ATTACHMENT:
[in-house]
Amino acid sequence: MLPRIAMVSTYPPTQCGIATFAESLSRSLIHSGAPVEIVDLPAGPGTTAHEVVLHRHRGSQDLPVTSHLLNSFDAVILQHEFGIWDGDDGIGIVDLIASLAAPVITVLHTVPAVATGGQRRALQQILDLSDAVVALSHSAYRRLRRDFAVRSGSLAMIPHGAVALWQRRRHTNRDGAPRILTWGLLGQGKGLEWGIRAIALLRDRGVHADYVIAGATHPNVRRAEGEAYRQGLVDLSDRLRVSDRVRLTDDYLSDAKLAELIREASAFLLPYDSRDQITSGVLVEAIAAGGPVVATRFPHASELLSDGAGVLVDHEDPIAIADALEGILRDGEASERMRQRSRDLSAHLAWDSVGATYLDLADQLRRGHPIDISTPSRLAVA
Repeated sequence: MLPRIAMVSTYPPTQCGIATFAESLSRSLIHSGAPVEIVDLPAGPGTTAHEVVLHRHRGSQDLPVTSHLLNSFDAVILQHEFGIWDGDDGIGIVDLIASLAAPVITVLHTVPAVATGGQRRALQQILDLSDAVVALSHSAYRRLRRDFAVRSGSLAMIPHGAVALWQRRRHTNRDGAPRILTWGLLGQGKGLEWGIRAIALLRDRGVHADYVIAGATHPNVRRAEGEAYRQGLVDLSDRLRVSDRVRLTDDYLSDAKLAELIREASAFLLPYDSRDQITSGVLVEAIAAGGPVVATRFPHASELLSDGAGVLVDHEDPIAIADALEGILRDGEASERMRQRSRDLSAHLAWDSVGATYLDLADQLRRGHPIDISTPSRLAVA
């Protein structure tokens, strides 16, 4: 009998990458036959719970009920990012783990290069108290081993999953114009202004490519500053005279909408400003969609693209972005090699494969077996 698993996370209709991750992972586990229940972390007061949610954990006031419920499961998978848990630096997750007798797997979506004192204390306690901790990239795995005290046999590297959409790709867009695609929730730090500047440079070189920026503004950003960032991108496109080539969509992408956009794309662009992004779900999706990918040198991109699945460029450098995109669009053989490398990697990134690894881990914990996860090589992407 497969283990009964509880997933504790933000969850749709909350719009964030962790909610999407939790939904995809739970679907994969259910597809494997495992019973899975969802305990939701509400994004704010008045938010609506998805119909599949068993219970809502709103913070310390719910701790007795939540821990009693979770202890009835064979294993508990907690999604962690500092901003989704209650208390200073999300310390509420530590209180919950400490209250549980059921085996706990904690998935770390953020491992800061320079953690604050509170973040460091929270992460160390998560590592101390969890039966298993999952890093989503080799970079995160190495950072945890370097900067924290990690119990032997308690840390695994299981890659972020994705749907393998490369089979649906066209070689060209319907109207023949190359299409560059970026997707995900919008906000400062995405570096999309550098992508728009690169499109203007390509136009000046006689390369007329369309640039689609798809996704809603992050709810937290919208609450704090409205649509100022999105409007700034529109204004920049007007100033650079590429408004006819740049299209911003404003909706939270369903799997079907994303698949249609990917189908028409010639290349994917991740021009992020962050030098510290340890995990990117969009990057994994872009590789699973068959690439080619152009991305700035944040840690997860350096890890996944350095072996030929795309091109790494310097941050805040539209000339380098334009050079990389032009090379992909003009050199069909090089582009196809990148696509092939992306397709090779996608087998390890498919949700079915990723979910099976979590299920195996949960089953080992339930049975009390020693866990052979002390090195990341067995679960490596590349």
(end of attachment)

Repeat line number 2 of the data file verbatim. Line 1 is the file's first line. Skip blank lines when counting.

Amino acid sequence: MLPRIAMVSTYPPTQCGIATFAESLSRSLIHSGAPVEIVDLPAGPGTTAHEVVLHRHRGSQDLPVTSHLLNSFDAVILQHEFGIWDGDDGIGIVDLIASLAAPVITVLHTVPAVATGGQRRALQQILDLSDAVVALSHSAYRRLRRDFAVRSGSLAMIPHGAVALWQRRRHTNRDGAPRILTWGLLGQGKGLEWGIRAIALLRDRGVHADYVIAGATHPNVRRAEGEAYRQGLVDLSDRLRVSDRVRLTDDYLSDAKLAELIREASAFLLPYDSRDQITSGVLVEAIAAGGPVVATRFPHASELLSDGAGVLVDHEDPIAIADALEGILRDGEASERMRQRSRDLSAHLAWDSVGATYLDLADQLRRGHPIDISTPSRLAVA